I must have skipped breakfast - all my searches are food related.
The Kitchen Thinker: Sherlock Holmes's diet
Bee Wilson on the mysterious case of Sherlock Holmes's diet.
In preparation for the title role in Sherlock Holmes, the new film due for release on Boxing Day, Robert Downey Jr went on a diet.
His friend the rock star Chris Martin warned Downey Jr that he had to be 'skinny’ to play Holmes. 'So every time I’m reaching for a muffin I just think about Chris Martin and skip the snack. It’s been tough.’ Not half as tough, however, as it will be to sit through the film, if the trailer is anything to go by.
As any real Holmes fan would know, the great detective isn’t the kind of Hollywood 'skinny’ that comes from lounging around denying yourself muffins. His thinness results from his intense bouts of mental activity, when he subsists on little but coffee, drugs and nerves. In The Hound of the Baskervilles he tells Watson that his mind has been in Devon solving the case, while his body has 'remained in this armchair and has, I regret to observe, consumed in my absence two large pots of coffee and an incredible amount of tobacco’.
But when he is not in the thick of it Holmes is appreciative of good food, especially breakfast. Numerous stories begin with Holmes seated at the breakfast table, with a polished silver coffee pot in front of him ('He chuckled as he poured out the coffee’). The housekeeper at 221b Baker Street, Mrs Hudson, provides Holmes and Dr Watson with hearty breakfasts such as kidneys, kedgeree, ham and eggs and even chicken curry, covered under metal domes on the sideboard. In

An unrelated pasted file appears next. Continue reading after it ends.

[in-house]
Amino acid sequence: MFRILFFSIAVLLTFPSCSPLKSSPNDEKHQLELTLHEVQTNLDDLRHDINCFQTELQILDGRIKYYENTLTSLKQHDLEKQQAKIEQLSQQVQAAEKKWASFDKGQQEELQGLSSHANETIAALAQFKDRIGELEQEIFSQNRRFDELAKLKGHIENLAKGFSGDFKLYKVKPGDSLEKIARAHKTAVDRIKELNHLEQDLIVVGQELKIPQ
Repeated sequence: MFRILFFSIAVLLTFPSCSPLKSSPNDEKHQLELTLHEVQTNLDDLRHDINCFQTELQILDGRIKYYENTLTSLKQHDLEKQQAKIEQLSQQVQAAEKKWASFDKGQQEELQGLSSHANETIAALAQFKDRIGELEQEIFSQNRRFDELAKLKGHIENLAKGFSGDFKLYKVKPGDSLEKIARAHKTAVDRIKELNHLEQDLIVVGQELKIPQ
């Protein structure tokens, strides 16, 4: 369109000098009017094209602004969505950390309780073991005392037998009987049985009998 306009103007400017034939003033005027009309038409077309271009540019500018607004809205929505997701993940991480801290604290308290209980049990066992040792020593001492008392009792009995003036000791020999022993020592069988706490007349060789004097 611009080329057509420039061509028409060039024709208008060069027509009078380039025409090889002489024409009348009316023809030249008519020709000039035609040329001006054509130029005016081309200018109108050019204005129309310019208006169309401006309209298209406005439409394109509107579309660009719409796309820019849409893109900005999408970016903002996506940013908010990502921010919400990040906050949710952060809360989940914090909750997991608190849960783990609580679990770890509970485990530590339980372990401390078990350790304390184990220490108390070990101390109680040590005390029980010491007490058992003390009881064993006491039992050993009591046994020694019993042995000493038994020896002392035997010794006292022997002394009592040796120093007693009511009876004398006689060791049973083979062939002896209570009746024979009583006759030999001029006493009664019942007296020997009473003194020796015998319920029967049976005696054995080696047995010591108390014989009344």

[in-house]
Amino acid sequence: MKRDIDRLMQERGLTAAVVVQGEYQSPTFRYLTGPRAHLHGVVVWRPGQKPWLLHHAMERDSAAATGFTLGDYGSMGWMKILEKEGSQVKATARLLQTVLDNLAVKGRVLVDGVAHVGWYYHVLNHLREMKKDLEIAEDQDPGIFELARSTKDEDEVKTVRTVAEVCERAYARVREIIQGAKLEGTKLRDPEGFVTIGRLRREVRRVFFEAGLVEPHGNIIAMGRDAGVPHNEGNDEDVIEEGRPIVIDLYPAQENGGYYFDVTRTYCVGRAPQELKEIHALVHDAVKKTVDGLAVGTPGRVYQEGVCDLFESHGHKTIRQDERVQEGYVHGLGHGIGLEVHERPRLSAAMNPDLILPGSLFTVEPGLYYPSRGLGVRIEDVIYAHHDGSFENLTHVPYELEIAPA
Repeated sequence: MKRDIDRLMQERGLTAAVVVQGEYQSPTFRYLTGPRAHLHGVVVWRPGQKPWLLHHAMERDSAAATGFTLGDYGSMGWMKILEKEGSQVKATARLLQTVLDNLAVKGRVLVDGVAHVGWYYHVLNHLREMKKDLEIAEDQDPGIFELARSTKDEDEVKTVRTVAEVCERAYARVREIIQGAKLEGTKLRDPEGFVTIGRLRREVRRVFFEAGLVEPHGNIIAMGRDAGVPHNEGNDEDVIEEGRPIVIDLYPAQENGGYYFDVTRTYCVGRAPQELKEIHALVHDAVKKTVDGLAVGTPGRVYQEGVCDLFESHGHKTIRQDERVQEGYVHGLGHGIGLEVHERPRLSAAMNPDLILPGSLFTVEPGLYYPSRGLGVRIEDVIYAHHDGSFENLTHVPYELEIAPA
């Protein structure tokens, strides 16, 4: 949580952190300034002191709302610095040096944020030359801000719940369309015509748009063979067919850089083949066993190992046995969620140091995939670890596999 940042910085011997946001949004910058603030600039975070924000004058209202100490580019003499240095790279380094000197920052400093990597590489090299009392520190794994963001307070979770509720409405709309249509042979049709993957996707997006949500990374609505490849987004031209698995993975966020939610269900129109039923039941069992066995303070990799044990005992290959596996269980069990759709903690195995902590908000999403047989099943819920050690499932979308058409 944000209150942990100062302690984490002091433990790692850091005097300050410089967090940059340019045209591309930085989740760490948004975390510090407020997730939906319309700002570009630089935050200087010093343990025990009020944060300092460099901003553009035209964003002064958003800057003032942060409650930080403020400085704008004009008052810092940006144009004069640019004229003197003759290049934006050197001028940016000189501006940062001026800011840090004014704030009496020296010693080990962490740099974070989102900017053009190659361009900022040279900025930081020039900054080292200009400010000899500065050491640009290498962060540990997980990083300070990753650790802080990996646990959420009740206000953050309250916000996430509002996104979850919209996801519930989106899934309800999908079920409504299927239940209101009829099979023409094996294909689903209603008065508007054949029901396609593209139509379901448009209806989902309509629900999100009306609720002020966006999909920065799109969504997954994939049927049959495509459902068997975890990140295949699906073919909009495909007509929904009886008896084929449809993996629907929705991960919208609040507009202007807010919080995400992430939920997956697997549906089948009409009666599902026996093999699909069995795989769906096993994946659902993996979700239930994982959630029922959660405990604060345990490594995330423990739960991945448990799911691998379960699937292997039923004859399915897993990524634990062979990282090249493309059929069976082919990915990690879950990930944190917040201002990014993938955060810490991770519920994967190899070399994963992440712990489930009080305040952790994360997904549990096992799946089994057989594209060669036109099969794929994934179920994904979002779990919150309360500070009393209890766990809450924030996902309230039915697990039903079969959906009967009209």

The Adventure of Black Peter Holmes apologises to a policeman who joins them for breakfast. 'I fear the scrambled eggs are cold.’
Holmes is certainly no gourmet.
His 'wants’, he says, are 'simple: a loaf of bread and a clean collar’. Holmes’s occupation makes regular meals impossible and he sometimes falls back on 'some cold beef and a glass of beer’ or tinned tongue and peaches. Like all workaholics, he often relies on sandwiches. On the trail of a jewel thief 'he cut a slice of beef from the joint upon the sideboard, sandwiched it between two rounds of bread and thrusting this rude meal into his pocket, he started off upon his expedition’.
Occasionally, though, Holmes relaxes enough to savour his food, and these are some of the most comforting moments in all of the stories. In
The Sign of Four he complains that Watson has 'never yet recognised my merits as a housekeeper’. He invites Mr Athelney Jones of Scotland Yard to dine with them. 'It will be ready in half an hour. I have oysters and a brace of grouse, with something a little choice in white wines.’ Was ever a more inviting offer made?
Perhaps the best foodie story is The Blue Carbuncle, in which a precious jewel is hidden inside a Christmas goose. It gives a rich sense of households all over London sitting down to enjoy a good fat goose for the festive meal.
The whole story is rich with Christmas appetite: the cold air of London and the warmth of excellent birds roasted before the fire.
When you think of Sherlock Holmes you don’t want Chris Martin and muffins in your head. You want to think of fat geese, cold beef, brandy, strong coffee and the thrill of the chase.